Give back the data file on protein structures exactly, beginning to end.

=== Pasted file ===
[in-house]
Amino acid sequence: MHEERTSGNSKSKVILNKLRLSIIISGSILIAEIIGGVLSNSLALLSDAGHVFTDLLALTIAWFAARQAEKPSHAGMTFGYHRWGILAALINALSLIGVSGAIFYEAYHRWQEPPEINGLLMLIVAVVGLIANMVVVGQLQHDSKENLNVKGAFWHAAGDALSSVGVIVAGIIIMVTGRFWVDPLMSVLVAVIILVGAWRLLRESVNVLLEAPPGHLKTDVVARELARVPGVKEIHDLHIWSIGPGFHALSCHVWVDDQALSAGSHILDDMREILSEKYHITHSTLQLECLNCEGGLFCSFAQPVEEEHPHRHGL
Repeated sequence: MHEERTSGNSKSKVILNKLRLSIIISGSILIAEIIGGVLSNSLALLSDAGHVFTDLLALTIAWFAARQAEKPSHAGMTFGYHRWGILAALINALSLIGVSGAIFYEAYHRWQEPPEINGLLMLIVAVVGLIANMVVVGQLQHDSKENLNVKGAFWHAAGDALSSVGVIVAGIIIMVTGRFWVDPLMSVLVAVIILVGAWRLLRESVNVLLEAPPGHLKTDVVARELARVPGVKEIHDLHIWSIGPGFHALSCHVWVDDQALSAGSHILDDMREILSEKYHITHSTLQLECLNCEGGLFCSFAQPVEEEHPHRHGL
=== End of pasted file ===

[in-house]
Amino acid sequence: MHEERTSGNSKSKVILNKLRLSIIISGSILIAEIIGGVLSNSLALLSDAGHVFTDLLALTIAWFAARQAEKPSHAGMTFGYHRWGILAALINALSLIGVSGAIFYEAYHRWQEPPEINGLLMLIVAVVGLIANMVVVGQLQHDSKENLNVKGAFWHAAGDALSSVGVIVAGIIIMVTGRFWVDPLMSVLVAVIILVGAWRLLRESVNVLLEAPPGHLKTDVVARELARVPGVKEIHDLHIWSIGPGFHALSCHVWVDDQALSAGSHILDDMREILSEKYHITHSTLQLECLNCEGGLFCSFAQPVEEEHPHRHGL
Repeated sequence: MHEERTSGNSKSKVILNKLRLSIIISGSILIAEIIGGVLSNSLALLSDAGHVFTDLLALTIAWFAARQAEKPSHAGMTFGYHRWGILAALINALSLIGVSGAIFYEAYHRWQEPPEINGLLMLIVAVVGLIANMVVVGQLQHDSKENLNVKGAFWHAAGDALSSVGVIVAGIIIMVTGRFWVDPLMSVLVAVIILVGAWRLLRESVNVLLEAPPGHLKTDVVARELARVPGVKEIHDLHIWSIGPGFHALSCHVWVDDQALSAGSHILDDMREILSEKYHITHSTLQLECLNCEGGLFCSFAQPVEEEHPHRHGL